Eating smarter makes children smarter

There are many theories about eating and diet - we call it nutritional hype.

It, however, is common knowledge that a healthy diet, comprising foods from a variety of natural sources and a balanced look at nutrients, is the way to go. Children need food that feeds their growing bodies and muscles as well as food that helps build brain power. Nutritionally, they need food for physical energy and also for cognition, focus and memory. Remember learners spend a good deal of their day in a discovery filled environment and there are a few foods considered elite as far as nutritional choices are concerned.

Implement a few of the following suggestions, perhaps they’ll work for your little hero because studies show that eating smarter makes children smarter – and that’s what you want…

We are aware that wilted broccoli with seared trout isn’t going to happen – not in the lunchbox, anyway, so here are a few appropriate ideas.

Studies show deficiencies in Omega 3, calcium, magnesium can prevent a child from learning and can cause learners to fidget in class. But never self-medicate – get professional advice. Apart from taking supplements remember:

  • oatmeal, with many benefits for the developing brain of a young learner, is a good start to the day – and is a good source of protein as well;
  • berries, cherries and grapes contain antioxidants and phytonutrients that have shown to improve blood flow to the brain and increase neural activity, while the dark-coloured berries contain anthocyanins that may improve memory function;
  • nuts – unless your child has allergies – contain essential fatty acids that help with focus, and iron that provides increased oxygen to the brain for better alertness and the ability to retain information;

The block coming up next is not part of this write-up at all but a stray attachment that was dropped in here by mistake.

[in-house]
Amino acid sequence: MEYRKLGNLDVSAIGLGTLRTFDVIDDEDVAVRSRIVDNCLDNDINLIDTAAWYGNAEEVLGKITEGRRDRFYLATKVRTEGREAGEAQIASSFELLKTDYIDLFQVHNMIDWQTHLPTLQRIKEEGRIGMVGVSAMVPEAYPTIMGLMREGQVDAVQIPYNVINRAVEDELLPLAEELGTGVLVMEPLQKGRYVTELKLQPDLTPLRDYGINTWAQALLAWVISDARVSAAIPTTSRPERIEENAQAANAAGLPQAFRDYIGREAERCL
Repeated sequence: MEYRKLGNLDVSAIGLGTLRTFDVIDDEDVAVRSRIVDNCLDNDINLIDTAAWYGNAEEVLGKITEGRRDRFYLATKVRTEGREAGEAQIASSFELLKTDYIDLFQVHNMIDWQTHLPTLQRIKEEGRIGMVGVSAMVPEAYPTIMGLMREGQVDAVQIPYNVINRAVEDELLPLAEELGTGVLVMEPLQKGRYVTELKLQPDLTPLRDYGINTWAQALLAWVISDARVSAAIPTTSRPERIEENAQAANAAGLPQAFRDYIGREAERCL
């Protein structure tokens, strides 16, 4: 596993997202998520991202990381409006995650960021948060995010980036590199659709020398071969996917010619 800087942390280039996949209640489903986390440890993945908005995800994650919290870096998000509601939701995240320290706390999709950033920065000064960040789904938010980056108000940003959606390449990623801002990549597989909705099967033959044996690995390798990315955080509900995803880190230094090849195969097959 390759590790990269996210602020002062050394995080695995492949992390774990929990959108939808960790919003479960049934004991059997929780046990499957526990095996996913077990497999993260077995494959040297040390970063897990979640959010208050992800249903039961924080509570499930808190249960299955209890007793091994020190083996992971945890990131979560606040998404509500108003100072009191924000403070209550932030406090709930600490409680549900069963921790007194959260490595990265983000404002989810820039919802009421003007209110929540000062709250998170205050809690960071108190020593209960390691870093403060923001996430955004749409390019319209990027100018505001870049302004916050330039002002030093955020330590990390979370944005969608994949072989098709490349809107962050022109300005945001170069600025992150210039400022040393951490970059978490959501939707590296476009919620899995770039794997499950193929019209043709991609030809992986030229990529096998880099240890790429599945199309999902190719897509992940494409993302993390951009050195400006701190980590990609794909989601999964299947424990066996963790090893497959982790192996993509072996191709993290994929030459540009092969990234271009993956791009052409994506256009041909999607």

• eggs – the bright coloured yolks contain choline, which helps your child’s brain make acetylcholine, a neurotransmitter that may be important for memory recall, and they are rich in fatty acids as well as vitamins B12 and D, imperative for cognitive power;
  • dark chocolate, although bitter, entice your child because it increases blood flow to multiple parts of the brain, and has a healthy minimal amount of caffeine that improves brain function in children;
  • fatty fish – often at the top of the list – includes salmon, trout, albacore tuna, herring, and sardines, all of which are rich sources of omega-3 fatty acids;
  • broccoli, packed with powerful plant compounds, including antioxidants is also very high in vitamin K;
  • pumpkin seeds, containing powerful antioxidants that protect the body and brain from free-radical damage, are also an excellent source of magnesium, iron, zinc, and copper;
  • green tea – the caffeine boosts brain function, and the L-theanine, an amino acid that can cross the blood-brain barrier, increases the activity of the neurotransmitter, GABA, that helps reduce anxiety.

For years there have been speculations about foods that hinder the brain – we shall highlight those in the next article. Meanwhile keep eating oats, berries, nuts, eggs, dark chocolate, fish, broccoli, pumpkin seeds – and remember that leafy greens and carrots easily fit into a lunch box.

We are not meant to be perfect – we are meant to be whole. Discover the joy of learning with us…

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